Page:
Spoon River

By Mike Ross and Albert Schultz, Directed by Albert Schultz
Produced by Soulpepper

Off Broadway, Musical
Runs through 7.29.17
Pershing Square Signature Center, 480 West 42nd Street

by Ran Xia on 7.18.17

Brendan Wall, Mike Ross, Daniel Williston, Oliver Dennis, Jackie Richardson and Raquel Duffy, photo: Cylla von TiedemannBrendan Wall, Mike Ross, Daniel Williston, Oliver Dennis, Jackie Richardson, and Raquel Duffy in Spoon River.
 Photo by Cylla von Tiedemann.

 Souls come alive in Mike Ross and Albert Schultz's musical adaptation of Spoon River Anthology, where music and memories resurrect the forgotten.  

Step across a misty threshold, and say a prayer for Bertie Hume. "Sorry for your loss," whispers the man with a nonchalant expression standing next to an open casket, in which lies the recently departed. The townsfolk of Spoon River congregate and mourn the loss of their still-too-young-to-die songbird. Behind a screen, there’s the shadow of a giant tree stretching out its branches like skeletons. Memories course through its veins like warm sap in early spring.

Adapted from Spoon River Anthology, Spoon River the musical preserves the essence of Edgar Lee Masters’ poetic rhythms and elevates the whimsy of its source material. After the somber opening, with the unreliable narrator telling us that all the dead are "sleeping on the hill," we discover the ferociously lively "other side." Time stands still as the dead come forth to welcome the latest member of their community with their own stories. 

On the other side, there’s music playing; restless ghosts recount their life stories and reveal their secrets. They quarrel (with good humor), make ghost jokes, and break down the personas they had assumed in life. We follow the tales the way one strolls along in a graveyard: rather than spooked by the potentially gloomy place, one feels the warmth of the memories of the past as they rush back in the form of anecdotes, or old tunes on a fiddle, still remembered by the children of the dead.  

Masters’ original work weaves a tapestry with Spoon River’s kaleidoscopic characters, a structure emulated by Ross and Schultz’s adaptation as well. The musical introduces a range of characters, from unhappily married couples, to the old fiddler Jones, to the young thief who points out the dark side of this idyllic town. Spoon River never introduces a main protagonist or antagonist, but rather, presents the ensemble as a whole (much like the Jellicles of Cats). While each segment is engaging and the individual stories ever fail to fascinate, the abundance of characters also becomes overwhelming; I found myself lost in the show’s almost never-ending stream of people, and began to have a hard time differentiating them, as the ensemble of actors also take on multiple roles.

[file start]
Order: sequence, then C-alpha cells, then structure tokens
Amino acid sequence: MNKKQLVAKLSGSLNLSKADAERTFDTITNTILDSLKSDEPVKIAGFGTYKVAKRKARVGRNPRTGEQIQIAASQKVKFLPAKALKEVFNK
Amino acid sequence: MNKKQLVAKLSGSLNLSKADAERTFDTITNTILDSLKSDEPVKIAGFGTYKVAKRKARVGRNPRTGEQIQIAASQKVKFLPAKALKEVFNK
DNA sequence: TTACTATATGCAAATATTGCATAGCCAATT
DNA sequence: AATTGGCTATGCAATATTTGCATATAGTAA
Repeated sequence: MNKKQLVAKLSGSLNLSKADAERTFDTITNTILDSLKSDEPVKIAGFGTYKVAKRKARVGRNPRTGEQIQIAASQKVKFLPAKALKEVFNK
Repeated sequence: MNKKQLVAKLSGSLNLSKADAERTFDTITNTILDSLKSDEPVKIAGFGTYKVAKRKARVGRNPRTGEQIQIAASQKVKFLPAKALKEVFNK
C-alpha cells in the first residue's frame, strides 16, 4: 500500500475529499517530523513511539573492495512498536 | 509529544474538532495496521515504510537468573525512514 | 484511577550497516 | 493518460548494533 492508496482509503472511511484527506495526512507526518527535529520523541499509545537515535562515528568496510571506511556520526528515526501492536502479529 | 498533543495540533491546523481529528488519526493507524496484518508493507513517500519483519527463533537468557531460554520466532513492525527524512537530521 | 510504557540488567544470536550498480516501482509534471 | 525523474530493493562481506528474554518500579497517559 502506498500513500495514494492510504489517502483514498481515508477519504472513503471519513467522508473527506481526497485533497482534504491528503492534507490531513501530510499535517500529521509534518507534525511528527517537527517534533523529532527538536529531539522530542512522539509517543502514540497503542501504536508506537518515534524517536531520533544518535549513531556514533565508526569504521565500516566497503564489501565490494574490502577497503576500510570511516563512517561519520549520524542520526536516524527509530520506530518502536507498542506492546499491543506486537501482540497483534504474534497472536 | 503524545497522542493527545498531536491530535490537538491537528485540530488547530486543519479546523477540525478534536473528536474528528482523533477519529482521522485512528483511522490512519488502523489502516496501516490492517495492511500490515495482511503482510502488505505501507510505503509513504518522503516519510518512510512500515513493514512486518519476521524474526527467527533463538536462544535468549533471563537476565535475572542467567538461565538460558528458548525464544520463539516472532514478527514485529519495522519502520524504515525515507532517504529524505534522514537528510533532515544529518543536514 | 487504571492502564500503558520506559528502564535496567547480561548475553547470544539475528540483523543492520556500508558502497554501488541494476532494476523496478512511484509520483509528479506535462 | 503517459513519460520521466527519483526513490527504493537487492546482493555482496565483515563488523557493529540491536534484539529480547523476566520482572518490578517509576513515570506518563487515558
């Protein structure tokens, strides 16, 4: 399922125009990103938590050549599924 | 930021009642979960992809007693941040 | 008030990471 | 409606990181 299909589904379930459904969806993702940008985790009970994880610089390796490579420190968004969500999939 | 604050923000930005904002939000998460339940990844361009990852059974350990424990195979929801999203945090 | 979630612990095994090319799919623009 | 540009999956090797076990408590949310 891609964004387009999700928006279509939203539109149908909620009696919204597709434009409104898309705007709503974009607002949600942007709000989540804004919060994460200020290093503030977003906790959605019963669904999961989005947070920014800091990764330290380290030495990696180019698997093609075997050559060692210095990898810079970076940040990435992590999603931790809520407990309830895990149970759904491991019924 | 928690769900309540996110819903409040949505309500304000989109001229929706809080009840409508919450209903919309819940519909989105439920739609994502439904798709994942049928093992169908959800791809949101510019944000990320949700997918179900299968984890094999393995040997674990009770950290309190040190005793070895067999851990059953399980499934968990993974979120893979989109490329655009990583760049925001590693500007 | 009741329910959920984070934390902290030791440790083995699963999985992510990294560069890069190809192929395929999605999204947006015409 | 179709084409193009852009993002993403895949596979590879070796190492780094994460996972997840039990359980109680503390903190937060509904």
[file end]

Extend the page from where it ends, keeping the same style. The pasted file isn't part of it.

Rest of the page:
The show is a truthful translation of Masters’ poems into musical form, with some gorgeous arrangements (performed by the versatile actors themselves); however, it doesn’t introduce a traceable plotline, and as a result, while satisfying as a visual and auditory experience, it doesn’t make a lasting impression. Only at the very end is there an attempt to formulate a resolution for the almost forgotten Bertie Hume, as the young woman steps out of her casket and joins the company of singing ghosts, calling out to the audience: if your soul is alive, let it feed.

There’s certainly an earnest and sweet message to be gathered from Spoon River. The musical arrangements are masterfully crafted, giving the piece an otherworldly yet familiar soundscape. It’s a feast for the ears for those who enjoy folk rock or bluegrass music. The genius set and lighting design by Ken MacKenzie also adds dimension to the piece. I was hoping for focus, or a point of view...something that’s more than just staging all the characters from the poems, since the material could fill several seasons of a TV show. Of course, the town, Spoon River, might be the actual protagonist, and it’s the creators’ intention to leave it to the audience to take away whatever they resonate with the most.

(Spoon River plays at Pershing Square Signature Center, 480 West 42nd Street, through July 29, 2017. The running time is one hour and 35 minutes without an intermission. Performances are Tuesdays through Thursdays at 7, Saturdays at 7:30, and Sundays at 2. Tickets are $20 - $80 and are available at or by calling 888-898-1188.)

Spoon River
 is by Mike Ross and Albert Schultz, based on Spoon River Anthology by Edgar Lee Masters. Directed by Albert Shultz. Music Director, Composer and Arranger is Mike Ross. Set and Lighting Design is by Ken MacKenzie. Costume Design is by Erika Connor. Sound Design is by Jason Browning. Production Stage Manager is Robert Harding.

The cast is Alana Bridgewater, Oliver Dennis, Raquel Duffy, Hailey Gillis, Stuart Hughes, John Jarvis, Richard Lam, Courtney Ch'ng Lancaster, Jeff Lillico, Diego Matamoros, Michelle Monteith, Miranda Mulholland, Gregory Prest, Jackie Richardson, Mike Ross, Paolo Santalucia, Brendan Wall, Daniel Williston, and Sarah Wilson.